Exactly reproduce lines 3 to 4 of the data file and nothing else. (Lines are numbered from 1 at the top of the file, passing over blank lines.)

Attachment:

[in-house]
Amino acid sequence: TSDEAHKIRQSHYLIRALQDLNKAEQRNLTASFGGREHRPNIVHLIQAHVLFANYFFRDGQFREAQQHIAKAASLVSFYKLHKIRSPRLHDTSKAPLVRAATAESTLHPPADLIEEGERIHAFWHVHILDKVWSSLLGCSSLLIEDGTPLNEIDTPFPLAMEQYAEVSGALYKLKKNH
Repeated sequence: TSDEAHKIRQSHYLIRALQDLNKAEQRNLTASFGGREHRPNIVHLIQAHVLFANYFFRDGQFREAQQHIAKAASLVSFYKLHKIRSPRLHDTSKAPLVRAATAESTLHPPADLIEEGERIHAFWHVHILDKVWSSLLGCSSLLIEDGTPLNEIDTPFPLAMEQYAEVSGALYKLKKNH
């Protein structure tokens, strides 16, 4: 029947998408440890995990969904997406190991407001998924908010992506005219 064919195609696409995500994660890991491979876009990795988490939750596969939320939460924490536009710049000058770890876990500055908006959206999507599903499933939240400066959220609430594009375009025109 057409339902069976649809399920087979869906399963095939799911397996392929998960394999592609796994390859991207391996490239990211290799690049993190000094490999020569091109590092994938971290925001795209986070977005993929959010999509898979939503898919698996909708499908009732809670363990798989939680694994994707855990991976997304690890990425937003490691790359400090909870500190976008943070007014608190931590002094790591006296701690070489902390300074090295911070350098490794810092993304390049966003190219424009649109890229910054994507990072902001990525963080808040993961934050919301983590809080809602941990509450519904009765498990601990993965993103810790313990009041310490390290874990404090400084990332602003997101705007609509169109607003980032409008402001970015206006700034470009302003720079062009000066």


Repeated sequence: TSDEAHKIRQSHYLIRALQDLNKAEQRNLTASFGGREHRPNIVHLIQAHVLFANYFFRDGQFREAQQHIAKAASLVSFYKLHKIRSPRLHDTSKAPLVRAATAESTLHPPADLIEEGERIHAFWHVHILDKVWSSLLGCSSLLIEDGTPLNEIDTPFPLAMEQYAEVSGALYKLKKNH
């Protein structure tokens, strides 16, 4: 029947998408440890995990969904997406190991407001998924908010992506005219 064919195609696409995500994660890991491979876009990795988490939750596969939320939460924490536009710049000058770890876990500055908006959206999507599903499933939240400066959220609430594009375009025109 057409339902069976649809399920087979869906399963095939799911397996392929998960394999592609796994390859991207391996490239990211290799690049993190000094490999020569091109590092994938971290925001795209986070977005993929959010999509898979939503898919698996909708499908009732809670363990798989939680694994994707855990991976997304690890990425937003490691790359400090909870500190976008943070007014608190931590002094790591006296701690070489902390300074090295911070350098490794810092993304390049966003190219424009649109890229910054994507990072902001990525963080808040993961934050919301983590809080809602941990509450519904009765498990601990993965993103810790313990009041310490390290874990404090400084990332602003997101705007609509169109607003980032409008402001970015206006700034470009302003720079062009000066």